Atlas Energy Solutions is an Austin, Texas based oil services company with a simple business model. They deliver sand to oil & gas producers that use both sand and water to fracture rock formations and generate oil & gas in the Permian basin. The Permian basin, located in West Texas, is the highest producing oil field, responsible for nearly half of all U.S. oil production.

A company that delivers sand is a commodity business and likely to have low margins. This is not the case with Atlas Energy Solutions and there is more going on under the surface (pun not intended), including the construction of something called the “Dune Express”. The Dune Express reminded me of Michael Lewis’ book Flash Boys that recounts the laying of a “as the crow flies” fiber-optic cable between Chicago and New Jersey for $300 million. The project required going through mountains and was done to shave a mere 4 milliseconds off the time it takes to transmit data and facilitate high frequency trading. More on the Dune Express later.

Despite tall claims by oil & gas producers that they were going to hold the line on production and prioritize returning capital to shareholders, we have seen a boom in fracking and increased production over the last year. Atlas has benefited from this boom with a very rapid increase in both revenue and profitability. The company capitalized on this boom and went public in March, 2023 at $18 per share. After running up to over $24 per share by late September, the recent weakness in crude oil prices has seen the stock decline to below its IPO price.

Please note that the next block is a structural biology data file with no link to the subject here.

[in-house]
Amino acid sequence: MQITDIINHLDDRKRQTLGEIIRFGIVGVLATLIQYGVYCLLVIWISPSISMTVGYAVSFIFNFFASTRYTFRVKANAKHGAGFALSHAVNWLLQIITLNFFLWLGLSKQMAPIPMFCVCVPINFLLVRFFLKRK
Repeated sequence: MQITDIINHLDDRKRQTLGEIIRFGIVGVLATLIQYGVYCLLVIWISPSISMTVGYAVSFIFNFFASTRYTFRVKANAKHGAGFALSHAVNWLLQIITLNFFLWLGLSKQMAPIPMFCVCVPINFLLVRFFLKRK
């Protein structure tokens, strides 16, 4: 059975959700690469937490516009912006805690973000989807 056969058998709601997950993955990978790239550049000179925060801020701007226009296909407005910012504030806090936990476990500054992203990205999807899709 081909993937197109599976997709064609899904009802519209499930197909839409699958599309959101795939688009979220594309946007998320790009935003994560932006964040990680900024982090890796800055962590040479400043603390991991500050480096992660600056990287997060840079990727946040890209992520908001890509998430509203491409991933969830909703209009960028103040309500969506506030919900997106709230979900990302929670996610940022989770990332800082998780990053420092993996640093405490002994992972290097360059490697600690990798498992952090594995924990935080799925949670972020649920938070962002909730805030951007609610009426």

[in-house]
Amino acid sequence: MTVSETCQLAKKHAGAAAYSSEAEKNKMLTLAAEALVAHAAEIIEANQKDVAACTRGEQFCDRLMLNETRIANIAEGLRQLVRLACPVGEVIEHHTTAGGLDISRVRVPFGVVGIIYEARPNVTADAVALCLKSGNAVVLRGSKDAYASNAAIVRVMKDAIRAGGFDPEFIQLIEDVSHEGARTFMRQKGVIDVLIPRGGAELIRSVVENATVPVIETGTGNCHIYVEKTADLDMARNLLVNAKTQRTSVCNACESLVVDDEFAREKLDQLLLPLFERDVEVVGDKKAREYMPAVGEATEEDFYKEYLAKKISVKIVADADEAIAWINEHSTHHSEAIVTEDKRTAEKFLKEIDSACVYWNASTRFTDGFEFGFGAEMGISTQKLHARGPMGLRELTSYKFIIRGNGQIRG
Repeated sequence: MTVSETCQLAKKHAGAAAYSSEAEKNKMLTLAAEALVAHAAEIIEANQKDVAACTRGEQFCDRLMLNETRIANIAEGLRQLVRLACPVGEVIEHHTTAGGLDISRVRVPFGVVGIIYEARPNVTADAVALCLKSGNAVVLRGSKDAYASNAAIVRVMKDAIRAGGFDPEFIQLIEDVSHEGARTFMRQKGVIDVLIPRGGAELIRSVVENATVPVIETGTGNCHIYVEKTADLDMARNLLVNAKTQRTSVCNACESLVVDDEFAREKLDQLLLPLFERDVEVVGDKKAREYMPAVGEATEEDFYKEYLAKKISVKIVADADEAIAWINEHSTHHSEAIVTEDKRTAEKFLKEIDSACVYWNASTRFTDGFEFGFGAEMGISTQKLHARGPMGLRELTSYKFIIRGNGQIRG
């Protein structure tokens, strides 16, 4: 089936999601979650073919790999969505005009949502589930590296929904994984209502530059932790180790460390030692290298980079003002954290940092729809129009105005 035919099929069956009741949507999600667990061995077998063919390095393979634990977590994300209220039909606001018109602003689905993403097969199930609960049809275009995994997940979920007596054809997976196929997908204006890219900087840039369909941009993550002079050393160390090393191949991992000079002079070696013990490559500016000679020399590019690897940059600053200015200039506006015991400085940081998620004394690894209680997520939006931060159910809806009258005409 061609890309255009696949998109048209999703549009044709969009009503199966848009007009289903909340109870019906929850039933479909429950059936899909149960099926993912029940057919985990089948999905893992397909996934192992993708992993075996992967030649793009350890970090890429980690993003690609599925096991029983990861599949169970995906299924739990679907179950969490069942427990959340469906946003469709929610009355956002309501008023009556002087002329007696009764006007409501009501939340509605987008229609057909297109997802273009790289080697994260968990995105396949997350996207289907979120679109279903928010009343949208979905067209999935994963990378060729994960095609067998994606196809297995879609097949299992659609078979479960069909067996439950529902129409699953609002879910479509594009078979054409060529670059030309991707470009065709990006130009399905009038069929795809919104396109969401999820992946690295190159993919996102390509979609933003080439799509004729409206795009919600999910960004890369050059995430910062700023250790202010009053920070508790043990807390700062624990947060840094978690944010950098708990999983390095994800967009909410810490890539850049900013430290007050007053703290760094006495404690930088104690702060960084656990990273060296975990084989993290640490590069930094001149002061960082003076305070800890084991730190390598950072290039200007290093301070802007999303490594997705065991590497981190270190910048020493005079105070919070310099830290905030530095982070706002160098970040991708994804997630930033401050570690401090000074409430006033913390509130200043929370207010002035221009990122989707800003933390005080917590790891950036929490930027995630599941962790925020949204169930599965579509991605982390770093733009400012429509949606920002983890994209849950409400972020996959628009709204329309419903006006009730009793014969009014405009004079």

Atlas Energy Revenue and Profitability

My quick quantitative notes about the company before going into the conference were:

“High growth, high debt, earnings estimates very negative, great margins and low valuation. CEO purchase.”

The high debt note was incorrect because of how the non-controlling interest is reported as debt on most websites. I am glad I looked at the balance sheet from the last 10-Q when doing research after the investor presentation. Not including that nearly $1 billion non-controlling interest, the company has nearly $150 million in net cash on its balance sheet.